Narrowing the Gap
Can the new Morningstar Analyst Ratings help investors pocket a bigger share of funds' gains?
The new Morningstar Analyst Ratings and Global Fund Reports are designed to help all investors--individuals, institutions, advisors, retirement plan administrators, and other gatekeepers--use funds more effectively. Individual and institutional investors alike often pile into a fund after it posts huge gains and head for the exits when a fund hits the skids, thus locking in losses. As we've written about before, there's often a wide gap between a fund's total returns and its Morningstar Investor Returns, which factor in inflows and outflows. This gap suggests that investors are leaving a big chunk of funds' gains on the table. The gap is often wider for funds whose performance is volatile, suggesting that investors may not have understood a fund's risks when they bought the fund or may not have had reasonable expectations for the fund's performance in certain market conditions.
The Morningstar Analyst Ratings can help improve investors' results by helping them understand and set reasonable expectations for their funds. A good overall rating and positive People and Process scores might help investors stick with a slumping fund and capture its rebound and long-term gains. A poor rating can help others resist the temptation to chase a fund on an unsustainable hot streak. Below we profile a few funds where the difference between the fund's annualized total return and investor return (here called the "Returns Gap") is wide enough to drive a truck through. Ideally, over time these are the kinds of situations in which the Morningstar Analyst Ratings can help.Morningstar Analyst Rating 5-Year Total Return % (annlzd) 5-Year Investor Return % (annlzd) Returns Gap % (annlzd) Loomis Sayles Strategic Income (NEFZX) Gold 5.9 2.9 3.0 Weitz Value (WVALX) Silver -3.4 -6.3 3.0 Oppenheimer MainSt Sm&MidCp (OPMSX) Neutral -0.8 -4.2 3.5 Legg Mason Cap Mgmt Growth (LMGTX) Negative -7.4 -11.3 3.9 Source: Morningstar Direct, as of Dec. 19, 2011.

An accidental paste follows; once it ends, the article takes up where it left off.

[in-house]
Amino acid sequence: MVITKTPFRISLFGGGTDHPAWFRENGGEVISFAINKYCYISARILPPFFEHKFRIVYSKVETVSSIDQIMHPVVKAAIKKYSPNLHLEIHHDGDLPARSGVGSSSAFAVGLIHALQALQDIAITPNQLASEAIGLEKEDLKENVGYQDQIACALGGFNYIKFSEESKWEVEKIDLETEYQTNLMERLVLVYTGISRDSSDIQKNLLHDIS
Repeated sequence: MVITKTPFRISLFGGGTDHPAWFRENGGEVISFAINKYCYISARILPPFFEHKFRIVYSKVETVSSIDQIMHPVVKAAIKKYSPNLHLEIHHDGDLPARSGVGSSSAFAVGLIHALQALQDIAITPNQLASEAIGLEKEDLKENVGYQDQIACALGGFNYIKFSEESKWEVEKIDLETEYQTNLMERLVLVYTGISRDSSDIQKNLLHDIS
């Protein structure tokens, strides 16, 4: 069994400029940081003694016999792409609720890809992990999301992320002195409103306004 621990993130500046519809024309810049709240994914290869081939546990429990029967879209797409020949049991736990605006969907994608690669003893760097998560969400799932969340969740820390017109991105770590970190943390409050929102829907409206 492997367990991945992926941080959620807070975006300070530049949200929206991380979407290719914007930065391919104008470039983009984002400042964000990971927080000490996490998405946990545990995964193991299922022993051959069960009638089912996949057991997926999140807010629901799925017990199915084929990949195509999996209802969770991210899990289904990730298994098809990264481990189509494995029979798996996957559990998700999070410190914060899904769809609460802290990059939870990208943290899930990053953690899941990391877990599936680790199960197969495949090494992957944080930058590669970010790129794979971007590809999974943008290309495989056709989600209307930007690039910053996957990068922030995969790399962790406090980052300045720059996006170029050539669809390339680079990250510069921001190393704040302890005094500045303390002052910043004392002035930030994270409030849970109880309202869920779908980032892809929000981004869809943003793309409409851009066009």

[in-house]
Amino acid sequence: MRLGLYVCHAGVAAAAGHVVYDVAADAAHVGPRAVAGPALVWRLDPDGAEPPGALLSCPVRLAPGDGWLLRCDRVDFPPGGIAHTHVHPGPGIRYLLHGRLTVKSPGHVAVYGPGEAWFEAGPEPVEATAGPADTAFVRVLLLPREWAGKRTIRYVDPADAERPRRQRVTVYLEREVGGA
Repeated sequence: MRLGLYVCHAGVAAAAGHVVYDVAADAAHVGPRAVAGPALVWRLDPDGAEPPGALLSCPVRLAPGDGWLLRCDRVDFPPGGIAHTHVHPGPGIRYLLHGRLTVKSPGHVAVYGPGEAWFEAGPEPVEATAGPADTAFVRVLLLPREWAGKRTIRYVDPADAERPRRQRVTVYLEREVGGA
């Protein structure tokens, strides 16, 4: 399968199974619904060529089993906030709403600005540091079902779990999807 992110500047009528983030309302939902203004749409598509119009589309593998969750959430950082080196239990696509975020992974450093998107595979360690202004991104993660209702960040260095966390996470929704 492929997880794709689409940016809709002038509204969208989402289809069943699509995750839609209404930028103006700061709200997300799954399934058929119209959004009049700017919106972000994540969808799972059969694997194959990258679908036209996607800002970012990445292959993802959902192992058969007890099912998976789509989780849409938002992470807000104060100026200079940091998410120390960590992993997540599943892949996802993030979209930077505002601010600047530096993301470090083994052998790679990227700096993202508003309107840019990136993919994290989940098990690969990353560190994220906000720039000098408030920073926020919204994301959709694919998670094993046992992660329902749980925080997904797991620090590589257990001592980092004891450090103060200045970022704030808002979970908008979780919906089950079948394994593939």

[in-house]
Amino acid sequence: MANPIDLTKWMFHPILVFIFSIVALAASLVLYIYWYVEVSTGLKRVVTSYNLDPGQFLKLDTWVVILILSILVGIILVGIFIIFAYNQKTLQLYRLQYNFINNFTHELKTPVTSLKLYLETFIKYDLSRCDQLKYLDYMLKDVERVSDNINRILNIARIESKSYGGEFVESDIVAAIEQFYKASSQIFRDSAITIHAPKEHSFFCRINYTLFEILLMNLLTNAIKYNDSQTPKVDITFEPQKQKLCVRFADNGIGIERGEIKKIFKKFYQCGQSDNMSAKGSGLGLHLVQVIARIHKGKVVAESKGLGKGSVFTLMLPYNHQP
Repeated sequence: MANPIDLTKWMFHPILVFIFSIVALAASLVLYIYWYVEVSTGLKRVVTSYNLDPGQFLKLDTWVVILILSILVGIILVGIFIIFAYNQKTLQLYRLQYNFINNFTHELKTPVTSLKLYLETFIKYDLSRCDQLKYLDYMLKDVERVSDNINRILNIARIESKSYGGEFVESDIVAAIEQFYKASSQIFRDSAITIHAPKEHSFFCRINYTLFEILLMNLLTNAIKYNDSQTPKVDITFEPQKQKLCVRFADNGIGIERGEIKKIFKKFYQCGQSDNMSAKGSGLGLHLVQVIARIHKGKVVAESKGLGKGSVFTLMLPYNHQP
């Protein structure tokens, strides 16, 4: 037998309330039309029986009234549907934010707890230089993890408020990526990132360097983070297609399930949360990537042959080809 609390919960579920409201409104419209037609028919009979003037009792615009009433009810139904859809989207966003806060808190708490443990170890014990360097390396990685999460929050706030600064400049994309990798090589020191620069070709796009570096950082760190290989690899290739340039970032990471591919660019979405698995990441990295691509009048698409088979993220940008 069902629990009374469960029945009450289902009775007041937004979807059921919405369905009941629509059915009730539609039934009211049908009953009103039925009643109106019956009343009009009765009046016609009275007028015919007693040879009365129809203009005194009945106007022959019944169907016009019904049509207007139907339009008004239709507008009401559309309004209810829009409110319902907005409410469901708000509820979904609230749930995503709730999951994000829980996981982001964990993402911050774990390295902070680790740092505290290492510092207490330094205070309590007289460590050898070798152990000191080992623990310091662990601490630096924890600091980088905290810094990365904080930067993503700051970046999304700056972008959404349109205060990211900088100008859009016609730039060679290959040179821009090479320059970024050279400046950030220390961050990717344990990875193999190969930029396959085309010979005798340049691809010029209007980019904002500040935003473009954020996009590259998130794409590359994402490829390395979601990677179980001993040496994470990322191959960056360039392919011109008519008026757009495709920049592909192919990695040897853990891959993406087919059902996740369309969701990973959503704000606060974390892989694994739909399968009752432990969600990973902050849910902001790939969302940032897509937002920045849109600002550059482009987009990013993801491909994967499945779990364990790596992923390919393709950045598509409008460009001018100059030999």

Know Why to Stick With It
Investors fled multisector-bond fund Loomis Sayles Strategic Income (NEFZX) in droves after its 23.2% loss in 2008. The fund saw roughly $1.2 billion in outflows between September and December 2008. Those who left missed the fund's rebound, a top-decile 19.7% annualized gain over the trailing three years through Dec. 19.
The volatile fund earns a Gold Morningstar Analyst Rating because of its deep and experienced management team. Skippers Kathleen Gaffney, Dan Fuss, Elaine Stokes, and Matt Egan focus on higher-yielding bonds and non-U.S.-dollar fare with the goal of delivering a beefy income stream. Those areas tend to sell off in risk-averse markets, but the team keeps a stake of cash and government bonds on hand to lessen the risk of having to sell bonds into less-liquid markets and as dry powder to use on bargains. That aspect of its process and management's proven credit expertise have fueled the fund's topnotch long-term performance both in terms of income and total return. The fund is aggressive, with no limits on high-yield or non-U.S. exposure and the leeway to park up to 35% of assets in common and preferred stock. Its performance is likely to remain volatile, but the fund is a great offering for income-oriented investors ready to ride out its periodic rough patches.
The large-value fund Weitz Value (WVALX) suffered a harsh blow in 2008, too. It lost 38.1% that year as manager Wally Weitz's positions in financial stocks, including Fannie Mae (FNMA), Countrywide Financial, and American International Group (AIG), plunged. The fund investors who sold the fund when it was in net redemptions between March 2007 and September 2011 weren't around when the fund bounced back and made the offering's five-year investor returns of negative 6.3% almost double the fund's time-weighted 3.4% loss.